The Minnesota Archaeological Research Program (MARP) is a cooperative venture of the Archaeology Department of the Minnesota Historical Society and the University of Minnesota. The focus of the program is to provide high quality education for students through active involvement in and as an integral part of research projects.

An important element of the program is a unique archaeological training opportunity called a "Practicum in Field Archaeology." This course is offered during the spring quarter at the University of Minnesota. The abbreviated archaeological field methods class, taken by students in Anthropology, Classical Civilizations, Classics, and Art History, provides the basics in preparing students for participation in MARP's research projects. These projects currently involve research in Minnesota and Greece. Utilizing the spring practicum as a base, students can participate in summer research projects while earning college credit through the University of Minnesota Global Campus program.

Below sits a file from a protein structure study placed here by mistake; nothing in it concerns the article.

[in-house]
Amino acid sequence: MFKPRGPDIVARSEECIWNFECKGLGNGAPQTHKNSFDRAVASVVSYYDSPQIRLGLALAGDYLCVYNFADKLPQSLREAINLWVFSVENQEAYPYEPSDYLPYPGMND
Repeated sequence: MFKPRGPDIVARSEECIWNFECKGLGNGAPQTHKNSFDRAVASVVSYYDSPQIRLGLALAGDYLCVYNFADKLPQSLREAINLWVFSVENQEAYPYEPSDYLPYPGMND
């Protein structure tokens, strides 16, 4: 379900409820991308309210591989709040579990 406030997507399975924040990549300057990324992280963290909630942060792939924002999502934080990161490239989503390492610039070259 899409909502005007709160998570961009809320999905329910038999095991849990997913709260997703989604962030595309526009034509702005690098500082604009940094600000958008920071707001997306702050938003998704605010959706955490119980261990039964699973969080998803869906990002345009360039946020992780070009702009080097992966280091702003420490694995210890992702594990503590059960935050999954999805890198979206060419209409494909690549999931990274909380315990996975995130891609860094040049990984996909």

Updates about the progress of our research is available on our web pages. You will also find information about future fieldwork opportunities from our archaeology home page.
Research projects that are currently in progress include:

1) a survey of archaeological site distributions and excavations at the Bronze Age palace of Nestor in the western Peloponnese, Greece
2) the "Morea" survey that focuses on vernacular architecture in the western Peloponnese, Greece
3) excavations at an early 19th century American Fur Company trading post near Minneapolis, Minnesota that also served as a formal archaeological field school at the University of Minnesota

MARP integrates international archaeological research towards a more inclusive understanding of the vast archaeological record. MARP researchers here in Minnesota, as well as in Greece (and soon to be in India), are looking at the origins of our heritage to provide a more inclusive research context that is critical in avoiding a parochial perspective. As part of that research we are striving to obtain a better understanding of the origins of the cultures that are a part of those individuals doing the research. Thorough this approach we can better understand differing cultural perspectives and we will be able to better discern what biases we may bring to our interpretation of other cultures.